Bruce King, B.A. King Home Inspections, LLC
    www.BAKingHomeInspections.com
    Certified Master Inspector, Independent Inspectorwww.IndependentInspectors.org

  13. #13
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    Default Re: Communication Break-Down at Re-Inspection

    All repairs should be done by professionals that in some cases must be state licensed here Dan.
    These professionals should provide receipts and take all liability for their work.
    Since you are not looking for new issues and are only checking the new work one wonders why you would wish to get involved further by communicating with an Attorney and being involved with a demand letter.
    I look at it this way.The work was done or it wasn't and it is that simple.


  14. #14
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    Default Re: Communication Break-Down at Re-Inspection

    Thanks everyone for the advice. Much obliged. I have considered all the options presented in the replies and I use many of those strategies.

    The communication break-down is at the level of the closing attorney though. They try to write their own repair verbiage; they don't include the inspection photos in their demand letter; they change the wording so that the seller's contractor is unclear on what needs to be done; they don't include my contact information so the seller's contractor can call me for clarifications; and their need for control of the information is, I believe, creating a 'communication break-down' that results in a watering down of our reports.

    That's the solution I'm looking for. The only fix I can think of off-hand is to educate the buyers and have them pester their attorney to collaborate with the inspector on the demand letter. It seems like a team approach is needed in order to get the recommendations in the report translated into properly performed repairs for the buyers.

    Dan

    Dan Cullen
    www.domicileconsulting.com
    Chicago IL

  15. #15
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    Default Re: Communication Break-Down at Re-Inspection

    Quote Originally Posted by Dan Cullen View Post
    Thanks everyone for the advice. Much obliged. I have considered all the options presented in the replies and I use many of those strategies.

    The communication break-down is at the level of the closing attorney though. They try to write their own repair verbiage; they don't include the inspection photos in their demand letter; they change the wording so that the seller's contractor is unclear on what needs to be done; they don't include my contact information so the seller's contractor can call me for clarifications; and their need for control of the information is, I believe, creating a 'communication break-down' that results in a watering down of our reports.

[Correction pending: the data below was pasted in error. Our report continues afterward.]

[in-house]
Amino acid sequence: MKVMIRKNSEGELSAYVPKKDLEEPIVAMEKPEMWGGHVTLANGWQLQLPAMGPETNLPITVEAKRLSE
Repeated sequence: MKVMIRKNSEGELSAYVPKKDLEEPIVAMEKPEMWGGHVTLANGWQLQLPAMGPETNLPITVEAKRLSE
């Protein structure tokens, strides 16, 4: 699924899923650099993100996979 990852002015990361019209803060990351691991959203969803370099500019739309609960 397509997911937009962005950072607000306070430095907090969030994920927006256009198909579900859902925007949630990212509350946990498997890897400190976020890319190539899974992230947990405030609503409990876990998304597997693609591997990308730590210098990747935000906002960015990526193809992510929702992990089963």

That's the solution I'm looking for. The only fix I can think of off-hand is to educate the buyers and have them pester their attorney to collaborate with the inspector on the demand letter. It seems like a team approach is needed in order to get the recommendations in the report translated into properly performed repairs for the buyers.

    Dan
    Dan ,you did your job and should be careful about getting involved in those areas.


  16. #16
    Terry Griffin's Avatar
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    Default Re: Communication Break-Down at Re-Inspection

    Hi Dan,
    We do a limited amount of re inspections. Depending on our relations with the realtor and volume of business we do for them determines if we charge for the re inspection. When we do the re inspection we only look at the areas that were reported in the original inspection. We classify the repairs as acceptable or non acceptable and provide comparison photos.
    We also include a disclaimer that since the person(s) that did the repairs are liable we assume no further liability and let it go at that.


  17. #17
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    Default Re: Communication Break-Down at Re-Inspection